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A Man Without a Country
by David Nett | Mar 24, 2008

I finally got around to reading A Man Without a Country.

I've meant to read it for a very long time. I've actually owned it twice. The first time I bought it I mean to read it, but it sat on the shelf for a long time. I mean to read all the books I buy, but I buy too many. I don't do it just to give money to underpaid writers. If I wanted to do that I'd just send them money -- they get very little of the money I pay for their books anyway. I intend to read them. But if they sit for a long time, after a while I become embarrassed telling people I haven't read them. So when a friend asked to borrow my first copy of A Man Without a Country, I said, "Sure. Take it. It's awesome." I never got it back.

I've been reading a lot more non-fiction these past few years. I never used to be a non-fiction person. I read almost exclusively fiction, and much of that was science fiction. It's how I stumbled upon The Sirens of Titan. I loved it, and in the coming years devoured all of Vonnegut's fiction. The non-fiction I've been reading is mostly political stuff: books about what's wrong with the world, with the people who lead the world, ideas about how to fix it all. I read very few memoirs or biographies. I did read a biography of the Kennedy brothers, and of a man who claimed to be an undercover spy for the French in the terrorist camps of Afghanistan. And I read both of Barrack Obama's books, which I liked very much. Before you start to think this is my way of trying to sway your vote, after much lengthy consideration I voted for Clinton in the California primary, and I was extremely sad to see Edwards drop out of the race. He would have had my vote. Not that it matters much between them anyway, in my estimation. I feel like Bush, Cheney, et. al. are the culmination of America's long, ongoing hatred of itself (and especially the poor, the tired, the huddled masses -- you know, those people). Whichever Democrat becomes our next president (I refuse to acknowledge the alternative) is going to have the worst four or eight years of his or her life. It's going to be like trying to put together a jigsaw puzzle blindfolded, and the pieces of the puzzle have been set on fire. And an elephant is sitting on his/her back.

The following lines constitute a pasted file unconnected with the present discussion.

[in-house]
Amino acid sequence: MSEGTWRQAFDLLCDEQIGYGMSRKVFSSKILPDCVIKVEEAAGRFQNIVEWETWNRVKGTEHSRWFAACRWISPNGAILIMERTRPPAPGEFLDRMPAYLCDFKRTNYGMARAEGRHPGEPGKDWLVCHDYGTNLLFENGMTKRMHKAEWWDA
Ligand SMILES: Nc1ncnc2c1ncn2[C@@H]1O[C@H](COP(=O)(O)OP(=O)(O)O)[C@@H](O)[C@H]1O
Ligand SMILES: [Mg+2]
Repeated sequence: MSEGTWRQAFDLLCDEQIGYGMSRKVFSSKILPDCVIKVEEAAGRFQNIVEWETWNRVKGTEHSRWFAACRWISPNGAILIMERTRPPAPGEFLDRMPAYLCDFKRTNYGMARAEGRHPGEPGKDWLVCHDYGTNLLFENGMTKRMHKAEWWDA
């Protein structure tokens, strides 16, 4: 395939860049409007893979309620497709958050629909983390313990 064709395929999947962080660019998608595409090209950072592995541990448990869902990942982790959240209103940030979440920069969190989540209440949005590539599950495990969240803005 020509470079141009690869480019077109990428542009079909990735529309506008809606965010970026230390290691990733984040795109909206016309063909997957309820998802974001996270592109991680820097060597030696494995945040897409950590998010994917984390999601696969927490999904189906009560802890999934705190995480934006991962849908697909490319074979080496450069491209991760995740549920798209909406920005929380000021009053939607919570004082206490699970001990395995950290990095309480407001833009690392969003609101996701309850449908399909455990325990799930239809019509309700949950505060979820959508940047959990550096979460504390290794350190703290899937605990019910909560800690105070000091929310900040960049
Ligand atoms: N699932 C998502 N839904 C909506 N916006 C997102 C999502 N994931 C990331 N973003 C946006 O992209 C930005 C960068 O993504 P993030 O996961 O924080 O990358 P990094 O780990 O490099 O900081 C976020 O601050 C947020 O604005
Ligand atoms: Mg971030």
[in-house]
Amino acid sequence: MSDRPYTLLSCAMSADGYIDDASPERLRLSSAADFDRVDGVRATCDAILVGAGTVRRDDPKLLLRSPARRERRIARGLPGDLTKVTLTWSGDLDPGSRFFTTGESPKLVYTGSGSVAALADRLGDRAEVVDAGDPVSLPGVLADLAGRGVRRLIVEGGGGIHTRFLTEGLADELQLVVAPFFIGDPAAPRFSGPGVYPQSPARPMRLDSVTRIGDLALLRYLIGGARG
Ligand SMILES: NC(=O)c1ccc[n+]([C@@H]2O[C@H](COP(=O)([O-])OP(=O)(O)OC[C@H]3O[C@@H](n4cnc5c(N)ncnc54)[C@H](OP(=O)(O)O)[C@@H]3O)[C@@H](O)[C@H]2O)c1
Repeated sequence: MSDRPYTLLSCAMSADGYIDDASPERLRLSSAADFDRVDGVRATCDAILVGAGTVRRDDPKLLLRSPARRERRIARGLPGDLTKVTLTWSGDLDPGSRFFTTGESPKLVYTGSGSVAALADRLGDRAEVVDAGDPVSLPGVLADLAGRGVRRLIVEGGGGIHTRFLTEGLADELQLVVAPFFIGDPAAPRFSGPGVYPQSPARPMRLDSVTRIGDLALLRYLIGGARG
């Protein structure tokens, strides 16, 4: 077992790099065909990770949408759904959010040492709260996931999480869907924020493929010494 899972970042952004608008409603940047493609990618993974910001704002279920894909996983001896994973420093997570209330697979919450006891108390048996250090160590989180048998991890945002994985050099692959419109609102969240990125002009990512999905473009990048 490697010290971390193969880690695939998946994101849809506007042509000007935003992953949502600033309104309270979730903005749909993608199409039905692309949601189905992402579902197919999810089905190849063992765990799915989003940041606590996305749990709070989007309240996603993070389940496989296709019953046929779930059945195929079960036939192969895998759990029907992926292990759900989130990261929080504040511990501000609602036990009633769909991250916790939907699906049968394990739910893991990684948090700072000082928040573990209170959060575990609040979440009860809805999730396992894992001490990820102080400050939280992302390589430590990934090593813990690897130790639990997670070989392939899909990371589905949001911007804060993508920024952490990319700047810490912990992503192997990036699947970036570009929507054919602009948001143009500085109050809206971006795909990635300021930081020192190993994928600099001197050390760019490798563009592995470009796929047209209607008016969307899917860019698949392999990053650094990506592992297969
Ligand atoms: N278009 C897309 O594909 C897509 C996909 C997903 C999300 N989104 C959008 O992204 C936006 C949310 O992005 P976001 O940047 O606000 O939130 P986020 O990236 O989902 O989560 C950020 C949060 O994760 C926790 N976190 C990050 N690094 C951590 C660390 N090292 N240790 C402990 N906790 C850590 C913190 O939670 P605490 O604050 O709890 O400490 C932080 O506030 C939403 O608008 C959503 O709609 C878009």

The second time I bought A Man Without a Country was at Christmastime last year. It sat on my shelf for three months again. Again, I wanted to read it. But what I think was different this time is that I knew that this book would be it. Unless his family find some unfinished or forgotten manuscript and publish it, this would be the last Vonnegut book I ever read for the first time. That sucks.

When Vonnegut died last year, I asked the other CSP writers to consider writing a eulogy. Some of the writers were not big Vonnegut fans, so they were out. Craig finally wrote what I consider a really great piece. I couldn't do it. While Vonnegut was extremely influential on me, I was at a loss. I don't really write like he does. Did. I mean, obviously, no one writes like he did, but I don't especially. I use dashes and semi-colons -- lots of them. I've tried to write like him, or at least in a way I think he (and some others I admire) would enjoy, but it never works out. Mostly I just write to amuse myself, so my essays tend to be very long. I like to hear myself talk. In the shower, or in my car driving to work on the 101, I am an irrefutable genius. Thank goodness I don't own a digital recorder, or I would quickly become disillusioned.

Anyway, I finally read A Man Without a Country. I loved it. There's not much more to say. It is deeply, deeply true, like all of Vonnegut's best work. It pulls no punches and is not flowery. I agree with almost everything he writes in it (except for the stuff about being a luddite, which simply doesn't compute for me), even though I don't always act like I believe those things. And I am, honestly, a little sad I finally read it. There won't be any more Vonnegut books to read for the first time. I already wrote that, but it is worth repeating. But now I can loan it to friends with the warm feeling that comes from knowing how much they'll enjoy it.

"Sure," I'll say. "Take it. It's awesome."